[Crossref]
  19. H. F. Ma, X. Shen, Q. Cheng, W. X. Jiang, and T. J. Cui, “Broadband and high efficiency conversion from guided waves to spoof surface plasmon polaritons,” Laser Photonics Rev. 8(1), 146–151 (2014).
    [Crossref]
  20. J. J. Wu, J. Hou, K. Liu, L. Shen, C. A. Tsai, C. J. Wu, D. Tsai, and T. J. Yang, “Differential microstrip lines with reduced crosstalk and common mode effect based on spoof surface plasmon polaritons,” Opt. Express 22(22), 26777–26787 (2014).
    [Crossref] [PubMed]
  21. X. Liu, Y. Feng, B. Zhu, J. Zhao, and T. Jiang, “High-order modes of spoof surface plasmonic wave transmission on thin metal film structure,” Opt. Express 21(25), 31155–31165 (2013).
    [Crossref] [PubMed]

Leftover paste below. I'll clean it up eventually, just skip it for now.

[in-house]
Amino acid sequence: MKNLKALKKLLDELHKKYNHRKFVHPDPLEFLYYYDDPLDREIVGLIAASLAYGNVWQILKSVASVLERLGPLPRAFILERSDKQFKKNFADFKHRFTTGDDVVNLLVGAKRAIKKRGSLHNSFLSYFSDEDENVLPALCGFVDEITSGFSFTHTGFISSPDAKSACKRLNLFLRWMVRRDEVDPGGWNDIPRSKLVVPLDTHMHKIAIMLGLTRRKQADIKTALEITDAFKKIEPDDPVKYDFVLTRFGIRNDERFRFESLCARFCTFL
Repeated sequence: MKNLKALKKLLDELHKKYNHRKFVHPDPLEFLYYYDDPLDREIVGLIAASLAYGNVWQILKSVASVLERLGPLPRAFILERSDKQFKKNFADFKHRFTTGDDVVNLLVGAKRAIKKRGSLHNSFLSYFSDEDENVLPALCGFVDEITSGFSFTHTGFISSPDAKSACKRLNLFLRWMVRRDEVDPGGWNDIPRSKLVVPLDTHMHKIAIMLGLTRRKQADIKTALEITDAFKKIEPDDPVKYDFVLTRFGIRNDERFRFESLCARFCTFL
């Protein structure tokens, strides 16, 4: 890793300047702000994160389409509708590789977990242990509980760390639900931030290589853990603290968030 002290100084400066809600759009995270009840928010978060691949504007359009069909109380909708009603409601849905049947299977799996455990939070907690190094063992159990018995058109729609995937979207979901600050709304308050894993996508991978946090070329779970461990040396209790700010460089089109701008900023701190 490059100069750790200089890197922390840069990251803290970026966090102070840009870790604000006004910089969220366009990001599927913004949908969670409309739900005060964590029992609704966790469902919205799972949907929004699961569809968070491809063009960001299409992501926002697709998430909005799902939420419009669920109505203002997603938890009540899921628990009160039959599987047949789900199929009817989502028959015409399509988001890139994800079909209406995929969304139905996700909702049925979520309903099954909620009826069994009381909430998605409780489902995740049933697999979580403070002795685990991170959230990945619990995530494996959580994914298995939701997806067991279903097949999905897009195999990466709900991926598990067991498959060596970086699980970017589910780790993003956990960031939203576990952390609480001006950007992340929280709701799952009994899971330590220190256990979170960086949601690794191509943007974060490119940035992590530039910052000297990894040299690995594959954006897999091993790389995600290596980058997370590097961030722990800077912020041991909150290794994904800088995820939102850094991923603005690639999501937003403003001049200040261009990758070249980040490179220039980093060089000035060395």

22. Z. Liao, J. Zhao, B. C. Pan, X. P. Shen, and T. J. Cui, “Broadband transition between microstrip line and conformal surface plasmon waveguide,” J. Phys. D Appl. Phys. 47(31), 315103 (2014).
    [Crossref]
  23. R. Quesada, D. Martín-Cano, F. J. García-Vidal, and J. Bravo-Abad, “Deep-subwavelength negative-index waveguiding enabled by coupled conformal surface plasmons,” Opt. Lett. 39(10), 2990–2993 (2014).
    [Crossref] [PubMed]
  24. I. R. Hooper, B. Tremain, J. A. Dockrey, and A. P. Hibbins, “Massively sub-wavelength guiding of electromagnetic waves,” Sci. Rep. 4, 7495 (2014).
    [Crossref] [PubMed]
  25. H. C. Zhang, S. Liu, X. P. Shen, L. H. Chen, L. M. Li, and T. J. Cui, “Broadband amplification of spoof surface plasmon polaritons at microwave frequencies,” Laser Photonics Rev. 9(1), 83–90 (2015).
    [Crossref]
  26. A. Pors, E. Moreno, L. Martín-Moreno, J. B. Pendry, and F. J. García-Vidal, “Localized spoof plasmons arise while texturing closed surfaces,” Phys. Rev. Lett. 108(22), 223905 (2012).